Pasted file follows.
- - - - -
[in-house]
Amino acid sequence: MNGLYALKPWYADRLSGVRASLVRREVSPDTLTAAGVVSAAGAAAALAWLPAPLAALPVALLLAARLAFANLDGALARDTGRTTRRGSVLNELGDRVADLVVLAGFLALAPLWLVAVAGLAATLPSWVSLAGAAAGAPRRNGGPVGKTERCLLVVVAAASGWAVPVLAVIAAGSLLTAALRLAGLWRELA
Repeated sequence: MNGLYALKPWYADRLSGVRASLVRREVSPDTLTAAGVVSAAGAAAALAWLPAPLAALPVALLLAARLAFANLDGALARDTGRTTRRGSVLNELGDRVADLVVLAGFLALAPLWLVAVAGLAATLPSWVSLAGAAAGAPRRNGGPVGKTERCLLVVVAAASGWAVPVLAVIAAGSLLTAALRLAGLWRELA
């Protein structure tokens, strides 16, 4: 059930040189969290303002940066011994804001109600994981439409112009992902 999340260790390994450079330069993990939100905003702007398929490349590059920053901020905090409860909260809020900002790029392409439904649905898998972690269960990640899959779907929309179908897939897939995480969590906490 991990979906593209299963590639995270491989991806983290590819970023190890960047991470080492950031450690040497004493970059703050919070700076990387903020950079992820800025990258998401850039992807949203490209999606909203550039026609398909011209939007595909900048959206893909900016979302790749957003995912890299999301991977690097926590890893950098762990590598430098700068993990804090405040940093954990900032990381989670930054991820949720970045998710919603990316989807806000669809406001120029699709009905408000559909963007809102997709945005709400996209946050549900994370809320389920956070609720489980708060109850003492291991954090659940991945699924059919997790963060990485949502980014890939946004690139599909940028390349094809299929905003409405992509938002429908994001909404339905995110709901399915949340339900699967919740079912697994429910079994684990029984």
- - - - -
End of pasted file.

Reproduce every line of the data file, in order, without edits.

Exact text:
[in-house]
Amino acid sequence: MNGLYALKPWYADRLSGVRASLVRREVSPDTLTAAGVVSAAGAAAALAWLPAPLAALPVALLLAARLAFANLDGALARDTGRTTRRGSVLNELGDRVADLVVLAGFLALAPLWLVAVAGLAATLPSWVSLAGAAAGAPRRNGGPVGKTERCLLVVVAAASGWAVPVLAVIAAGSLLTAALRLAGLWRELA
Repeated sequence: MNGLYALKPWYADRLSGVRASLVRREVSPDTLTAAGVVSAAGAAAALAWLPAPLAALPVALLLAARLAFANLDGALARDTGRTTRRGSVLNELGDRVADLVVLAGFLALAPLWLVAVAGLAATLPSWVSLAGAAAGAPRRNGGPVGKTERCLLVVVAAASGWAVPVLAVIAAGSLLTAALRLAGLWRELA
């Protein structure tokens, strides 16, 4: 059930040189969290303002940066011994804001109600994981439409112009992902 999340260790390994450079330069993990939100905003702007398929490349590059920053901020905090409860909260809020900002790029392409439904649905898998972690269960990640899959779907929309179908897939897939995480969590906490 991990979906593209299963590639995270491989991806983290590819970023190890960047991470080492950031450690040497004493970059703050919070700076990387903020950079992820800025990258998401850039992807949203490209999606909203550039026609398909011209939007595909900048959206893909900016979302790749957003995912890299999301991977690097926590890893950098762990590598430098700068993990804090405040940093954990900032990381989670930054991820949720970045998710919603990316989807806000669809406001120029699709009905408000559909963007809102997709945005709400996209946050549900994370809320389920956070609720489980708060109850003492291991954090659940991945699924059919997790963060990485949502980014890939946004690139599909940028390349094809299929905003409405992509938002429908994001909404339905995110709901399915949340339900699967919740079912697994429910079994684990029984």